Like many other business applications, harnessing the power of ML to automate processes within data management can provide significant benefits for the energy sector. Some of the most applicable applications include:
- Predicting failures - With the right algorithms in place, operators can better predict grid failures before they reach the customer. As a result, energy companies can avoid customer dissatisfaction and the corresponding financial losses that come with it.
- Energy management - Surges in energy usage can cause major problems to the grid. By properly allocating energy based on demand, operators can enable “load management” across the grid, saving resources when needed and ultimately leading to greener, more efficient practices.
- Maintenance - Energy grids cover massive sections of the country and can often be hit with multiple different weather scenarios at the same time such as high winds in one area, lightning strikes in another, and heavy rain in an entirely different region. Being able to automate the intake of maintenance signals and predict where maintenance may be needed enables operators to prioritize work, save money, and reduce downtime.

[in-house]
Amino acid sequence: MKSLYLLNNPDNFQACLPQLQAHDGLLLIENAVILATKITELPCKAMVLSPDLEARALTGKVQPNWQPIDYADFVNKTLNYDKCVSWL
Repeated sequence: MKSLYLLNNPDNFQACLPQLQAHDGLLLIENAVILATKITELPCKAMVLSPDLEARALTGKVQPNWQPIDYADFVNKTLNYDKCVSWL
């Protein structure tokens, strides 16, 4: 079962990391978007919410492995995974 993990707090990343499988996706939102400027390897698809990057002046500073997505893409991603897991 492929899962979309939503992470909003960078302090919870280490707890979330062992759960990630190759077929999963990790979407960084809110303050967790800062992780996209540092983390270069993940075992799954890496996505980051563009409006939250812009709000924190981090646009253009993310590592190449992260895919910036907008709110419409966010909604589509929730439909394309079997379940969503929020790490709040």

Putting Machine Learning in Practice
The energy sector is rapidly adopting ML capabilities to automate the way the grid is operated, creating new demands on development teams. To accomplish these goals and to stay on pace, developers need fast and easy access to ML capabilities. They can’t afford to sink weeks and weeks and into building the code and architectures required to make automation possible.
Fortunately, there are solutions available to make this possible, enabling developers to quickly test ML-powered applications seamlessly and without system interruption. By putting ML within the reach of application developers, teams can get to value faster. Embedding ML within data management platforms is a way of enabling developers, and it ultimately empowers data science teams to spend more time innovating and less time building and maintaining. As the sector becomes more advanced, so will the ML operations coming into play, which will lead to a smarter grid, more efficient operators, and happier customers.